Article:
I'm not sure why this is necessary, inasmuch as anyone who would ride a bike like this lives, works, and drinks within two or maybe three Brooklyn ZIP codes, which means they're never on the bike for more than 20 minutes at a time.  But hey, I guess USB chargers are the pump pegs of the 21st century.

Oh, and don't forget the retractable rack:


(At last, the murphy bed comes to bikes!)

No retractable avocado slicer though:


Really, they should have skipped all the retractable crap and just turned that ridiculous top tube into an avocado cannon.

Or, here's another crazy idea: Why not just make a bike where the fenders and rack are there on the outside all the time?  Under what circumstances do you really need to hide any of these things?  Even in New York City nobody's stealing fenders and racks.  Plus, name one thing retractable that hasn't worn out or broken on you eventually.  (Fine, my vacuum cleaner power cable still retracts, but that's about it.)  Even the automotive industry has realized retractability is stupid, which is why you no longer see power antennas and pop-up headlights--though presumably everyone involved in the production of this bike is too young to have seen all those Fieros with only one open headlight pathetically winking at everybody back in the '80s.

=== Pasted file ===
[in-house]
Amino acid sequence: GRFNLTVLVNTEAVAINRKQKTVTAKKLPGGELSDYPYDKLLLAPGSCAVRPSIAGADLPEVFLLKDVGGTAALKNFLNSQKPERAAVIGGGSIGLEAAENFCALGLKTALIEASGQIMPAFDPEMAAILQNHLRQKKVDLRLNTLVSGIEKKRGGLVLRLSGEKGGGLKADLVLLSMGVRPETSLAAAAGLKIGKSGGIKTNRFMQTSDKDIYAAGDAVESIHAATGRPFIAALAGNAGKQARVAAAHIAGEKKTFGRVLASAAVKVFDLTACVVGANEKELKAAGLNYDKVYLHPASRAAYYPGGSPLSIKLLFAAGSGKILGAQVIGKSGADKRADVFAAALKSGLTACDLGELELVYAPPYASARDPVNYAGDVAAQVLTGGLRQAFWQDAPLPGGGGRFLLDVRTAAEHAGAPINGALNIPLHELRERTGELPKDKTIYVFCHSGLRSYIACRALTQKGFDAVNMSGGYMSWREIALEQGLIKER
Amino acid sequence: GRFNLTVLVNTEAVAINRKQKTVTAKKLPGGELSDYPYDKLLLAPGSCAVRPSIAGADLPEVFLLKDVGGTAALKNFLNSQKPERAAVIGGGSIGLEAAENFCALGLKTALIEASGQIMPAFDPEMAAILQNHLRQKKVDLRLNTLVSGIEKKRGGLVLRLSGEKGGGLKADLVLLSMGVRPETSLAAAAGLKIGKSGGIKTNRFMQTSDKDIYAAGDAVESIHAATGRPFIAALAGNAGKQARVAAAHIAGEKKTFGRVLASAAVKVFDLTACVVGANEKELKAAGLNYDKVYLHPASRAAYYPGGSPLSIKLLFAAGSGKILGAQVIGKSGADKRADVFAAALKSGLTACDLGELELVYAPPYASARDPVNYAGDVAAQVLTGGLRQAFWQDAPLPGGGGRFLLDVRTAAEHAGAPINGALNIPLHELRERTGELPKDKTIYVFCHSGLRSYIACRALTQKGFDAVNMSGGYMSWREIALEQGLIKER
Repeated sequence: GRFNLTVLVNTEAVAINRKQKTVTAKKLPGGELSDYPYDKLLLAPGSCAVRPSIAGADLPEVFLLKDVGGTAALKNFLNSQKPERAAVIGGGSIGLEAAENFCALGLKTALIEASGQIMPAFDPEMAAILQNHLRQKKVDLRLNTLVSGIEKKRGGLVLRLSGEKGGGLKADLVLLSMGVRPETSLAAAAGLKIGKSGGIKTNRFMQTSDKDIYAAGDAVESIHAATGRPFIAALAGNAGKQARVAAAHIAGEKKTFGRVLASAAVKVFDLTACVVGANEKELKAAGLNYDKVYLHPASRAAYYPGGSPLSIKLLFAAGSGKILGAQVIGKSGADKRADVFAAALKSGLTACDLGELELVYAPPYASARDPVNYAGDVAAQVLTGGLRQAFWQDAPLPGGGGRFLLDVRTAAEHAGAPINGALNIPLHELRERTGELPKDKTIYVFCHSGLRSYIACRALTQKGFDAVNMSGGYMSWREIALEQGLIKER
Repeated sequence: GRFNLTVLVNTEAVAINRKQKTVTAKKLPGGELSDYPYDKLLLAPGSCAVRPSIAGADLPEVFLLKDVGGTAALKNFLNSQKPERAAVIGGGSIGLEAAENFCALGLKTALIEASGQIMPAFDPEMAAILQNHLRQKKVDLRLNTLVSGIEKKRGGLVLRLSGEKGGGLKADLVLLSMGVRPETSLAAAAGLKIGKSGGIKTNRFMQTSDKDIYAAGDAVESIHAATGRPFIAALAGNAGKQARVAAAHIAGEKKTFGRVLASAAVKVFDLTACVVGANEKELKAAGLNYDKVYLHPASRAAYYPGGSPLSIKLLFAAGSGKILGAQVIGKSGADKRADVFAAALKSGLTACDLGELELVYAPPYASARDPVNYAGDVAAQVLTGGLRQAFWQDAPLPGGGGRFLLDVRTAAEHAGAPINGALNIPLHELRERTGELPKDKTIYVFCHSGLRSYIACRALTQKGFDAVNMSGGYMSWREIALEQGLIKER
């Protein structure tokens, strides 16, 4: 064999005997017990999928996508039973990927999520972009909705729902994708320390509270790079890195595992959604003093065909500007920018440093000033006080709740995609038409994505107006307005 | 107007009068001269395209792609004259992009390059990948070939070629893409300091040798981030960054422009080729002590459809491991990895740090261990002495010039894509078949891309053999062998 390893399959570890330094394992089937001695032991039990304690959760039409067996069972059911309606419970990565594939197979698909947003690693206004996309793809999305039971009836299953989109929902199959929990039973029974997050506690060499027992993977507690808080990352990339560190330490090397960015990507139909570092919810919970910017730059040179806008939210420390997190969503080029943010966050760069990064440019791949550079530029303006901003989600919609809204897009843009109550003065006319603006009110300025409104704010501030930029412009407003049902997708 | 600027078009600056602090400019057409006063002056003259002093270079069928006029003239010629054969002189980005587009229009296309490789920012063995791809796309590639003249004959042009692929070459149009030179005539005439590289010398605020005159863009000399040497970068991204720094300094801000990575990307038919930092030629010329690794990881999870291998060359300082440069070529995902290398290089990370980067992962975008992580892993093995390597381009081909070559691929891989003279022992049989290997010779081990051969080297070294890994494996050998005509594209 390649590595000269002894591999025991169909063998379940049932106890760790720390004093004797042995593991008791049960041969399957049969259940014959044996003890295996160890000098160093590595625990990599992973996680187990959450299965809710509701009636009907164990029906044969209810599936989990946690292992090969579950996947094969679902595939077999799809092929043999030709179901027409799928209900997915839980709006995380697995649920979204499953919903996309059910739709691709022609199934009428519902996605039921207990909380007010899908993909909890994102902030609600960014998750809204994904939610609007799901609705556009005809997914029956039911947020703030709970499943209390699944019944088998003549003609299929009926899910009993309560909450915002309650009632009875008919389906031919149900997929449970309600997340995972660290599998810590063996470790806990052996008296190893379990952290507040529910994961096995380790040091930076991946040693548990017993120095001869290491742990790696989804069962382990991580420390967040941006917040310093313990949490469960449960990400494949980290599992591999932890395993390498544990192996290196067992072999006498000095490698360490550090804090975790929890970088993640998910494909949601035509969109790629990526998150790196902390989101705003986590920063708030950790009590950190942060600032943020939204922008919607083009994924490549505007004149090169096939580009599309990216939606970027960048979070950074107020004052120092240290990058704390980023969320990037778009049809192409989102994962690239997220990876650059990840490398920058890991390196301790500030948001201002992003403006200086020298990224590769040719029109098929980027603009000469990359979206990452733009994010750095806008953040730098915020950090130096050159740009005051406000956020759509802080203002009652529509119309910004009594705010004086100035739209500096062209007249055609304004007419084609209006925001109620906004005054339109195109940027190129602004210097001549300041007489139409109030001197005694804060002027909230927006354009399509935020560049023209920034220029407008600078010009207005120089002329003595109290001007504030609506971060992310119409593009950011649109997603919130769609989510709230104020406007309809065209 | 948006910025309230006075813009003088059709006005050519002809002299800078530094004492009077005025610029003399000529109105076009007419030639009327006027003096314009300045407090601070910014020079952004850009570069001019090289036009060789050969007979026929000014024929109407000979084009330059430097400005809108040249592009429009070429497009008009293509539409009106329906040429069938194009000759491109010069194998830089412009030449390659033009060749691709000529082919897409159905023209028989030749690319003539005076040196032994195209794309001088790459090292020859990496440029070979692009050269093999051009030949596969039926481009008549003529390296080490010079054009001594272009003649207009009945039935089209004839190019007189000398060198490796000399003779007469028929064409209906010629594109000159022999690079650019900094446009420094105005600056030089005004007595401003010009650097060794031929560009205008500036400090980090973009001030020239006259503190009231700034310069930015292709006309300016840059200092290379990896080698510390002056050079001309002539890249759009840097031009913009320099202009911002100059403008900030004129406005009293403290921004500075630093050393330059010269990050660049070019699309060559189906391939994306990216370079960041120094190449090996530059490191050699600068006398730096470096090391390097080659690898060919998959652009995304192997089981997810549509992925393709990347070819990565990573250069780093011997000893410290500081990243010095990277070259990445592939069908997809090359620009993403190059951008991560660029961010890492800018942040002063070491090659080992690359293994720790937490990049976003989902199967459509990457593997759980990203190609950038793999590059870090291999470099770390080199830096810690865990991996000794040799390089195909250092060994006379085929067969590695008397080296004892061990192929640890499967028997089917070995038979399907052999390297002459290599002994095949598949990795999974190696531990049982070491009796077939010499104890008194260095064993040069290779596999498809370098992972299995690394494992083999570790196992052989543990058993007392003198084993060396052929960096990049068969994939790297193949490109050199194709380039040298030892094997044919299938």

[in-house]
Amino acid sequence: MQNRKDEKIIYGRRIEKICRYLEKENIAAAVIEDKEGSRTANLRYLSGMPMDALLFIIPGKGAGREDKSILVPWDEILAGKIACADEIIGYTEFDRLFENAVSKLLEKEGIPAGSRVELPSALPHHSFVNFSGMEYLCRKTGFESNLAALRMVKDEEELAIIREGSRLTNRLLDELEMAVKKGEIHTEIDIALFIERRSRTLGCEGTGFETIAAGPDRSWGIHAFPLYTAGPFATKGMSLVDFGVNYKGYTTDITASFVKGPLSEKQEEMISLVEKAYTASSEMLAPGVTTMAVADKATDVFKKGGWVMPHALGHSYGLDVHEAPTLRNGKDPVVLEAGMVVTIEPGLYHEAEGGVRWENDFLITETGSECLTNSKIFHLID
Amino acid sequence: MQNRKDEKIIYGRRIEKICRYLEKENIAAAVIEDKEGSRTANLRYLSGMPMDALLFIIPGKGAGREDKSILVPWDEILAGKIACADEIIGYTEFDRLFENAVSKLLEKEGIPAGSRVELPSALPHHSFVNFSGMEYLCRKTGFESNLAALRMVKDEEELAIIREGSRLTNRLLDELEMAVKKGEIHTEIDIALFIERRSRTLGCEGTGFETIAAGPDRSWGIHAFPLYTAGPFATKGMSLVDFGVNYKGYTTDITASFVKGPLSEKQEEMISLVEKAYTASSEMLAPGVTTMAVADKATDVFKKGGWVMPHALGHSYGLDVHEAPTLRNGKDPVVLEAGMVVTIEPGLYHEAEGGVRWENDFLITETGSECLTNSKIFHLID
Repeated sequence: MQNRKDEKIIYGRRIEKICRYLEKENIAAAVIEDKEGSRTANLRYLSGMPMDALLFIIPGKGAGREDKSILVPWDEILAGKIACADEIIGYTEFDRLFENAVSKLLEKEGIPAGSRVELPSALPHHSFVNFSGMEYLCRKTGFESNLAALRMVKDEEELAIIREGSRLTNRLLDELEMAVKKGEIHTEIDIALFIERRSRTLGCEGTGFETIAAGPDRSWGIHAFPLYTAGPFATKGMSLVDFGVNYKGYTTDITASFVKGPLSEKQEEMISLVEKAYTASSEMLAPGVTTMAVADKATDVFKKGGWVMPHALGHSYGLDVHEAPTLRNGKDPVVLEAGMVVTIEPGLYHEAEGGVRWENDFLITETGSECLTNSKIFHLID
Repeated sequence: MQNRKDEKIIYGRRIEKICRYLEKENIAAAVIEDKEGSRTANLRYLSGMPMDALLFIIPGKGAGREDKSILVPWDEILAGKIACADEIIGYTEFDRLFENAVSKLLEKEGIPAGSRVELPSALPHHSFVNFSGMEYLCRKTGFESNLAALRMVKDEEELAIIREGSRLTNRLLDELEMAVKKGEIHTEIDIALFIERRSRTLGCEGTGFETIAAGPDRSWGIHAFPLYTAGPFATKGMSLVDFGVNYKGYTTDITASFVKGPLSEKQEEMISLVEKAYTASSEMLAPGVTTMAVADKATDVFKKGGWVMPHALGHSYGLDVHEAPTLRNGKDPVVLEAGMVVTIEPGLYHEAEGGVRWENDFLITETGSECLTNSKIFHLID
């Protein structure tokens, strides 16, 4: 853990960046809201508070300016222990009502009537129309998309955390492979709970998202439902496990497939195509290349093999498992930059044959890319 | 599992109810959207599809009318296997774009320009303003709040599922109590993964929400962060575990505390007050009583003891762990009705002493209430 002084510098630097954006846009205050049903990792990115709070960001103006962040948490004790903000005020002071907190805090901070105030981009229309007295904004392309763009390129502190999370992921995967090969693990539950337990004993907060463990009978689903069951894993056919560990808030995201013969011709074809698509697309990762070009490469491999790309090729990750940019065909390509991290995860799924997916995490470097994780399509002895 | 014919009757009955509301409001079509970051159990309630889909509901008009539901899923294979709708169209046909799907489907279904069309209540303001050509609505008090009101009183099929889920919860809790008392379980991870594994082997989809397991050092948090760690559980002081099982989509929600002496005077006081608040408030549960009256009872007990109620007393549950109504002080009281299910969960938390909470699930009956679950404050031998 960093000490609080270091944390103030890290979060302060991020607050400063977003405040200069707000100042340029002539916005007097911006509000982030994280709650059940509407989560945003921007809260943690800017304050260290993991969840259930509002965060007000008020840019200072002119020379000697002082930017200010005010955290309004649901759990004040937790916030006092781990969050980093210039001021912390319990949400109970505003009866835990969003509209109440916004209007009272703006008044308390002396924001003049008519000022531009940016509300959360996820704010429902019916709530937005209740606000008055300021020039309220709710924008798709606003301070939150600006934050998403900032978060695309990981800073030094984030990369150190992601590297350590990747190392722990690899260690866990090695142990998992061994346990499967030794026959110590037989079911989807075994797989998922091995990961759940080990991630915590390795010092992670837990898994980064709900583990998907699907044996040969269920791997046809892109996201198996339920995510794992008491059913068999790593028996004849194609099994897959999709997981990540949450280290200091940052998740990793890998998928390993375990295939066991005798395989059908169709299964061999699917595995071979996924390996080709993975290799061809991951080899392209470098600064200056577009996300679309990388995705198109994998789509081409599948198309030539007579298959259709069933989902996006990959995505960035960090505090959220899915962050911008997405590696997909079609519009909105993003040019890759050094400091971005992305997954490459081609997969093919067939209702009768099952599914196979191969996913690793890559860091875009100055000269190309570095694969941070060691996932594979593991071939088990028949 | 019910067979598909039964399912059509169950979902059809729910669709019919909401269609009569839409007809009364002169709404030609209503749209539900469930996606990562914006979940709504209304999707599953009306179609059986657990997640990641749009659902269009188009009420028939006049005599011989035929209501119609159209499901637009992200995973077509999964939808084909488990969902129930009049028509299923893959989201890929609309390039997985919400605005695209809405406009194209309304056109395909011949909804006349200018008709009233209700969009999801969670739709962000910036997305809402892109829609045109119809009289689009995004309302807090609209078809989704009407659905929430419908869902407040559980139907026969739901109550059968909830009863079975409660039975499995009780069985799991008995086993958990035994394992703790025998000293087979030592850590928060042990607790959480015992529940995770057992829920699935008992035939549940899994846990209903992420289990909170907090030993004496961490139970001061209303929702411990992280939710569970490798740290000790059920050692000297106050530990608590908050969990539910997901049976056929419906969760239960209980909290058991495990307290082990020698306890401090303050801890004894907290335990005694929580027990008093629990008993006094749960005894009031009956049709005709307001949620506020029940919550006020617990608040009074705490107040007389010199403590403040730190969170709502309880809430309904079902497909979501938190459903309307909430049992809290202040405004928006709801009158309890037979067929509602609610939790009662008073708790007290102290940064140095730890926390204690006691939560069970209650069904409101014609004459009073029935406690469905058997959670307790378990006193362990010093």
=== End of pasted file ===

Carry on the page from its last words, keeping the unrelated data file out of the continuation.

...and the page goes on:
And if nothing else, why introduce more opportunity for noise?  I really hope there's a long-term test to see if all that stuff starts rattling in there, and if so here is my pledge:

If, after one year, this bike does not sound like a subway panhandler shaking his change cup, then I promise I will finally take it seriously.

They should have just submitted a Citi Bike.

Speaking of Citi Bike, it looks like it's being saved by the real estate industry: